Keep your marketing on track by regularly monitoring email analytics. For a thorough understanding of your email performance, use these two metrics in combination with other metrics like bounce rate and deliverability rate.
Once you know how to calculate click-through rates, the next thing to do is analyze how well you’re doing. Obviously, the higher the number the better. But what is a good email click-through rate?
There is no one answer to this question because rates vary widely by industry. According to recent email marketing statistics, the overall average email click-through rate is between 1% and 2%.
However, that number doesn’t tell the whole story. Average CTR varies by industry, region and the type of email being sent. A good click-through rate in the real estate industry might be cause for concern in the arts and entertainment industry.
To get a sense of how your emails are performing, look at your industry averages and seek out email marketing benchmarks for reference.
If your email CTR has remained average or below average for some time, you may want to do some email optimization.
If you want a higher click rate, start by looking at previous campaigns that delivered good results. Analyze key components like subject line, layout and CTA. See if there’s anything that stands out in what you’ve already done that you can replicate.
With each campaign, It’s also a good idea to review email marketing best practices. Here are some tips for boosting reader engagement.
Your first objective is to get recipients to open your email. That means distinguishing yourself from the many other messages vying for attention in their inbox. A bland subject line like “newsletter” won’t set you apart from the crowd and pique interest.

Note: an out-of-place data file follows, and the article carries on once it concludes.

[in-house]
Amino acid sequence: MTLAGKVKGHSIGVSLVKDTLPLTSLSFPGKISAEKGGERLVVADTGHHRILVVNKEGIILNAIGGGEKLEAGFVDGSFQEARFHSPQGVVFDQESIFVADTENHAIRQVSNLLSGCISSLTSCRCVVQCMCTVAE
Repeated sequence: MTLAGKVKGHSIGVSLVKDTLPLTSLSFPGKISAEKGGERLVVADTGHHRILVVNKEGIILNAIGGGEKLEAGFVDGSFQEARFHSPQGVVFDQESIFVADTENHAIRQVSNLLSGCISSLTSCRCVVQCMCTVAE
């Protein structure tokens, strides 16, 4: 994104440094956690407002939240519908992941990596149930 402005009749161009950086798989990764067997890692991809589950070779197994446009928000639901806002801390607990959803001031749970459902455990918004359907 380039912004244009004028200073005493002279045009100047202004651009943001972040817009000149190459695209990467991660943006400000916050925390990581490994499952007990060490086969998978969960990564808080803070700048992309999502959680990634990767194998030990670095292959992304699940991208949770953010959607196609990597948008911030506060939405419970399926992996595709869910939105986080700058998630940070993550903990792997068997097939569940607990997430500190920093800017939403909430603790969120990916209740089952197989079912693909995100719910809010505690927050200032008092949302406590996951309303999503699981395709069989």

Make an impact by personalizing subject lines or using the few characters you have to tell a story, pose a question or promise results your subscribers will care about. For example, consider the subject lines below.
In the first, healthcare appointment brand Zocdoc, cues up a story someone interested in wellness would want to read: “I Got Injured at the Gym So You Don’t Have to”. It uses a curious storytelling hook to compel subscribers to open and read more.
In the second, WordPress plugin MonsterInsights uses its subject line to create urgency: “Last Chance – Sale Ends Tonight!” It tells subscribers to act now or they’ll miss a great opportunity, and it uses an emoji to stand out in the inbox.
Both examples get to the point and give the reader a reason to keep reading.
Make it easy to take your message in at a glance. People tend to scan more than they read deeply online and the same is true for emails. They’re less likely to invest time in your content if your main points and offers are buried in big blocks of text.